COASTAL SPIRIT: Mark Gansor and Carole Osman capture beauty in local landscapes and iconic structures
With our pristine coastline, intricate architecture and streets lined with lush foliage, Wilmington is a gold mine for artists drawn to nature and historical monuments. Local artists Carole Osman and Mark Gansor share a love for capturing the beauty in their surroundings—whether natural or man-made. Both artists’ paintings, featuring scenes near and far, make up Art in Bloom Gallery’s current exhibit, “Catching the Spirit.”
“I have been an artist my entire life,” Osman says. “But to make money, I taught art.”
Osman was born in New York City and graduated from State University College at Buffalo with a degree in art education. After graduating, Osman spent much of her adult life teaching in different parts of the world through the Department of Defense Dependents Schools, including in New Mexico, Florida, Saint Croix, South Korea, Japan, Turkey, and Germany.
“I was an art teacher everywhere I went,” she states—“except for New Mexico, where I was a language arts teacher. I also was a language arts reading specialist in Florida.”
Originally, Osman created woodblock prints, and even underwent a two-year independent study of the craft with Frank Eckmair, a master printmaker. These days she mainly works with acrylic and pastels in her paintings.
“Nature is what always gets me back into painting,” Osman tells. “I started painting landscapes when I was in Germany and did a huge flower series.”
During her time there, Osman moved away from the rural areas and into a city, where she grew accustomed to painting what she referred to as “roofscapes.” “I was concentrating on the roofs where they met the sky,” she says. “They almost looked like mountains to me.”
Osman tends to create more realistic paintings that take on an abstract piece once in a while. The abstract work acts like her creative reset.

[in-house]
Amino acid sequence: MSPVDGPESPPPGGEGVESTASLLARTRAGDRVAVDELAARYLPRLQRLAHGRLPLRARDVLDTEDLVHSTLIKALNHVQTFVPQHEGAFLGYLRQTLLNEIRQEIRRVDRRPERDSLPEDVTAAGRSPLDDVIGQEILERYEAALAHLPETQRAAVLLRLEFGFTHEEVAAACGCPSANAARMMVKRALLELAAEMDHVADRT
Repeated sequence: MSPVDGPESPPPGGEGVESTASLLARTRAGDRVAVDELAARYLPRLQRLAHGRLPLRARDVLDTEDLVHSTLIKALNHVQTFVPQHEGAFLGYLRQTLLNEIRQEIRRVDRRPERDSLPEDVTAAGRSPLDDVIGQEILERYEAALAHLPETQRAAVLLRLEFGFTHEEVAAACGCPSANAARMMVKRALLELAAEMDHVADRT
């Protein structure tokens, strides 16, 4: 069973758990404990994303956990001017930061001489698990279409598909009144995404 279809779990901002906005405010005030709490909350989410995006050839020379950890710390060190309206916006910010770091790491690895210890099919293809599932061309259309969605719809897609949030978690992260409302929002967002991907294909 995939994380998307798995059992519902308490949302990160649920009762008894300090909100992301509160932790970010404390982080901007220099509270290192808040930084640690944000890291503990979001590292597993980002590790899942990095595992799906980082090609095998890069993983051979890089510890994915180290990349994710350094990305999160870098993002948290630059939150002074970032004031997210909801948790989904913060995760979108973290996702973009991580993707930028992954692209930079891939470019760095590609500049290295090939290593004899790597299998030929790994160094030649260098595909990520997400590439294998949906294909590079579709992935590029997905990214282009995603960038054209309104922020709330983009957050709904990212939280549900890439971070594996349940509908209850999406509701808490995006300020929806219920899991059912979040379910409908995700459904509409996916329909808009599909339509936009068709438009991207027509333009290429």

“When I do projects that are more realistic, I build up a lot of tension,” Osman explains. “So, when I do a project that’s abstract, it relieves that tension. All of the energy comes out into the abstract painting. Then I go back to starting something realistic again.”
In “Catching the Spirit” guests will see a blend of both styles of work. Some pieces depict detailed landscapes of places she’s visited. Others convey a feeling of a particular subject through shapes and colors.
“My newest works are small abstract paintings I started working on after finishing some Japanese print work,” Osman says, “which were of cultural icons, rather than landscapes. They were more realistic and created with pastels.”
As with Osman, guests will see both nature-inspired paintings and paintings of structures and objects from Gansor. Born and raised outside of Pittsburgh, PA, Gansor is a classically trained musician with a BA in music from Duquesne University and a master’s degree in music from East Carolina University. Along with recently becoming director of music ministries at St. Andrew’s On-the-Sound Episcopal Church in Wilmington, Gansor is a self-taught painter with a studio at The ArtWorks.
“I began my career in the late ‘90s as a decorative painter, which kept me hopping all over eastern NC and SC, painting finishes, murals, and applying Venetian plasters in commercial and residential settings,” he says. “During that time, I dabbled in canvases.”
Several of the buildings in which Gansor has painted are listed in the National Registry of Historic Places. Gansor would say his intensive background in music is likely what sparked his interest in architecture of churches.
“Acrylics are my primary medium applied in a thick impasto style onto canvas,” he states. In his artist statement, Gansor also notes how painting canvases has allowed his personal style to develop. “Inspiration can come from walking out the front door,” he quips. “Wilmington is a wealth of history and architectural ornament, which has always been of keen interest. Much inspiration can be found in examining the works of the masters. I try to study painting and art from all periods, which has been a great influence in my own work.”
While Gansor’s collection in the exhibit features several natural scenes from France, guests will notice local scenes, too, like the Cape Fear Riverwalk and Bellamy Mansion. “The message of the exhibit is to catch the beauty and visceral energy of the world around us,” Gansor says.
“Catching the Spirit: Images by Mark Gansor and Carole Osman” at the Art in Bloom Gallery is currently open to the general public will remain until April 7. Admission is free and all works of art are available for purchase.